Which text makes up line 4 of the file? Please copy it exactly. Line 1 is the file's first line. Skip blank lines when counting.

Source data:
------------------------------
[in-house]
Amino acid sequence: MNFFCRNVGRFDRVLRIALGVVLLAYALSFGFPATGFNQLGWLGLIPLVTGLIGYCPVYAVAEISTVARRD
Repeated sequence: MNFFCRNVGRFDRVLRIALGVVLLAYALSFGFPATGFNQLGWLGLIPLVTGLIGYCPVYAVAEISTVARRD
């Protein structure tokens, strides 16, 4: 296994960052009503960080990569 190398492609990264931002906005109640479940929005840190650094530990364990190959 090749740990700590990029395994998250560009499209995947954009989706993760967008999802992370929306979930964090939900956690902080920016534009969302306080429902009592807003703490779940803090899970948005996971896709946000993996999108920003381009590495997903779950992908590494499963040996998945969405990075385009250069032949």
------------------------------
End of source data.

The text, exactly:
């Protein structure tokens, strides 16, 4: 296994960052009503960080990569 190398492609990264931002906005109640479940929005840190650094530990364990190959 090749740990700590990029395994998250560009499209995947954009989706993760967008999802992370929306979930964090939900956690902080920016534009969302306080429902009592807003703490779940803090899970948005996971896709946000993996999108920003381009590495997903779950992908590494499963040996998945969405990075385009250069032949």